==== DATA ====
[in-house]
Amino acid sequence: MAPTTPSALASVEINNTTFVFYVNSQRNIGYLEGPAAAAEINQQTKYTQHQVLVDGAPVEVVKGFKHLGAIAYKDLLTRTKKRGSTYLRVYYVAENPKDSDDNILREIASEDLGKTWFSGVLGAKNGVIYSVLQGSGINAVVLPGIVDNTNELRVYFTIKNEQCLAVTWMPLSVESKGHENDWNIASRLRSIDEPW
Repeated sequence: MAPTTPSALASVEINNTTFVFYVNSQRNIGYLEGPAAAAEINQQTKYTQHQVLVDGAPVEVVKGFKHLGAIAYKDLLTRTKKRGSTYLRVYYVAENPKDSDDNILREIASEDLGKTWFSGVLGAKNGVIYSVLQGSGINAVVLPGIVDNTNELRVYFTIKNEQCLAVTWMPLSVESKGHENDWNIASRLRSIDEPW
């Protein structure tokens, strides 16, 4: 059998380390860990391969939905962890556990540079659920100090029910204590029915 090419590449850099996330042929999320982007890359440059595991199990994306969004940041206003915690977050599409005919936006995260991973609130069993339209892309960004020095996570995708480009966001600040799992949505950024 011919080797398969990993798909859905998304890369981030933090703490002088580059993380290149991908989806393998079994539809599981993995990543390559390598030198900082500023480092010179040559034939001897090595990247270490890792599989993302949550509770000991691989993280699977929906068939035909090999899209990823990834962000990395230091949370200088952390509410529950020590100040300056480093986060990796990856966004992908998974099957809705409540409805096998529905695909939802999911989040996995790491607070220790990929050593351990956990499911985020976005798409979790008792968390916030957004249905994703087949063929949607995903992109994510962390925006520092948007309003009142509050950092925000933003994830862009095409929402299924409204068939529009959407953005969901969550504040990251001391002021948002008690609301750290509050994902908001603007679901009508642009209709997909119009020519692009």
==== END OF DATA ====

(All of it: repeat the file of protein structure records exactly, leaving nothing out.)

[in-house]
Amino acid sequence: MAPTTPSALASVEINNTTFVFYVNSQRNIGYLEGPAAAAEINQQTKYTQHQVLVDGAPVEVVKGFKHLGAIAYKDLLTRTKKRGSTYLRVYYVAENPKDSDDNILREIASEDLGKTWFSGVLGAKNGVIYSVLQGSGINAVVLPGIVDNTNELRVYFTIKNEQCLAVTWMPLSVESKGHENDWNIASRLRSIDEPW
Repeated sequence: MAPTTPSALASVEINNTTFVFYVNSQRNIGYLEGPAAAAEINQQTKYTQHQVLVDGAPVEVVKGFKHLGAIAYKDLLTRTKKRGSTYLRVYYVAENPKDSDDNILREIASEDLGKTWFSGVLGAKNGVIYSVLQGSGINAVVLPGIVDNTNELRVYFTIKNEQCLAVTWMPLSVESKGHENDWNIASRLRSIDEPW
């Protein structure tokens, strides 16, 4: 059998380390860990391969939905962890556990540079659920100090029910204590029915 090419590449850099996330042929999320982007890359440059595991199990994306969004940041206003915690977050599409005919936006995260991973609130069993339209892309960004020095996570995708480009966001600040799992949505950024 011919080797398969990993798909859905998304890369981030933090703490002088580059993380290149991908989806393998079994539809599981993995990543390559390598030198900082500023480092010179040559034939001897090595990247270490890792599989993302949550509770000991691989993280699977929906068939035909090999899209990823990834962000990395230091949370200088952390509410529950020590100040300056480093986060990796990856966004992908998974099957809705409540409805096998529905695909939802999911989040996995790491607070220790990929050593351990956990499911985020976005798409979790008792968390916030957004249905994703087949063929949607995903992109994510962390925006520092948007309003009142509050950092925000933003994830862009095409929402299924409204068939529009959407953005969901969550504040990251001391002021948002008690609301750290509050994902908001603007679901009508642009209709997909119009020519692009």